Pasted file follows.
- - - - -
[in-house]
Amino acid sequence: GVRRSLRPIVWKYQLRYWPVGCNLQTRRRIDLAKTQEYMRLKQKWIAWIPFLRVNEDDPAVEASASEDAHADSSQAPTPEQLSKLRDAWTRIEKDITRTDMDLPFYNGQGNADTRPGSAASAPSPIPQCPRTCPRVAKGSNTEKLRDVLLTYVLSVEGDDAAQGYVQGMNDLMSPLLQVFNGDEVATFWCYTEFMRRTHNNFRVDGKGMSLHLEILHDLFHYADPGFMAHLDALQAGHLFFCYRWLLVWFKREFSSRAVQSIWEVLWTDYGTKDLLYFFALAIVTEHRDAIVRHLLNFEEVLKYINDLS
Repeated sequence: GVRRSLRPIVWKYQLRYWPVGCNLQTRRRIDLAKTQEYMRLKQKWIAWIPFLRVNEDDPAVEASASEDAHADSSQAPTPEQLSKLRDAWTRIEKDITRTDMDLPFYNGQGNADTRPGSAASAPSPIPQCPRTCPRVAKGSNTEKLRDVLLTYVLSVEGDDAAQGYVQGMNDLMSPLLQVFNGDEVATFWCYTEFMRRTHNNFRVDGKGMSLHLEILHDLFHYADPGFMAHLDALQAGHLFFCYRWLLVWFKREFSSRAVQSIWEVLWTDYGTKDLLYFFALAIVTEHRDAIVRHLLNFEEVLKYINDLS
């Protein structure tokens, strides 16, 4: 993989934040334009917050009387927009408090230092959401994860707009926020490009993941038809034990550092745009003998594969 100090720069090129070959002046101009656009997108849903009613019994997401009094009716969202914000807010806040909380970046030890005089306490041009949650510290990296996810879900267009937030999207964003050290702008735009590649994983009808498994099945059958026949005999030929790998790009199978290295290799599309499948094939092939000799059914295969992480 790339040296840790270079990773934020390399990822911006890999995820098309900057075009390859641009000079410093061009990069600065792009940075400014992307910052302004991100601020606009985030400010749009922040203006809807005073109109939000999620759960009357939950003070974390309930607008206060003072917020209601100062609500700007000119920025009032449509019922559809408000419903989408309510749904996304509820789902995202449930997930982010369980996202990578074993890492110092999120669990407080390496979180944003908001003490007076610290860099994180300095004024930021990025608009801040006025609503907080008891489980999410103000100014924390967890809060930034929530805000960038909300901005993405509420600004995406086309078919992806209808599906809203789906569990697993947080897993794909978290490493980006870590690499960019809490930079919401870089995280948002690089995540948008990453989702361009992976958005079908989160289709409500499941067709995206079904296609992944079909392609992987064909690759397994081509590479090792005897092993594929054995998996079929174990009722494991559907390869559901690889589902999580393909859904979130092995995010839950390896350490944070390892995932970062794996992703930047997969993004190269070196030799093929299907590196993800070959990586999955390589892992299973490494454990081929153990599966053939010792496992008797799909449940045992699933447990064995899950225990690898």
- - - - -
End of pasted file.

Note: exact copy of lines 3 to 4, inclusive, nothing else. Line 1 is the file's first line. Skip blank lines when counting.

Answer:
Repeated sequence: GVRRSLRPIVWKYQLRYWPVGCNLQTRRRIDLAKTQEYMRLKQKWIAWIPFLRVNEDDPAVEASASEDAHADSSQAPTPEQLSKLRDAWTRIEKDITRTDMDLPFYNGQGNADTRPGSAASAPSPIPQCPRTCPRVAKGSNTEKLRDVLLTYVLSVEGDDAAQGYVQGMNDLMSPLLQVFNGDEVATFWCYTEFMRRTHNNFRVDGKGMSLHLEILHDLFHYADPGFMAHLDALQAGHLFFCYRWLLVWFKREFSSRAVQSIWEVLWTDYGTKDLLYFFALAIVTEHRDAIVRHLLNFEEVLKYINDLS
């Protein structure tokens, strides 16, 4: 993989934040334009917050009387927009408090230092959401994860707009926020490009993941038809034990550092745009003998594969 100090720069090129070959002046101009656009997108849903009613019994997401009094009716969202914000807010806040909380970046030890005089306490041009949650510290990296996810879900267009937030999207964003050290702008735009590649994983009808498994099945059958026949005999030929790998790009199978290295290799599309499948094939092939000799059914295969992480 790339040296840790270079990773934020390399990822911006890999995820098309900057075009390859641009000079410093061009990069600065792009940075400014992307910052302004991100601020606009985030400010749009922040203006809807005073109109939000999620759960009357939950003070974390309930607008206060003072917020209601100062609500700007000119920025009032449509019922559809408000419903989408309510749904996304509820789902995202449930997930982010369980996202990578074993890492110092999120669990407080390496979180944003908001003490007076610290860099994180300095004024930021990025608009801040006025609503907080008891489980999410103000100014924390967890809060930034929530805000960038909300901005993405509420600004995406086309078919992806209808599906809203789906569990697993947080897993794909978290490493980006870590690499960019809490930079919401870089995280948002690089995540948008990453989702361009992976958005079908989160289709409500499941067709995206079904296609992944079909392609992987064909690759397994081509590479090792005897092993594929054995998996079929174990009722494991559907390869559901690889589902999580393909859904979130092995995010839950390896350490944070390892995932970062794996992703930047997969993004190269070196030799093929299907590196993800070959990586999955390589892992299973490494454990081929153990599966053939010792496992008797799909449940045992699933447990064995899950225990690898």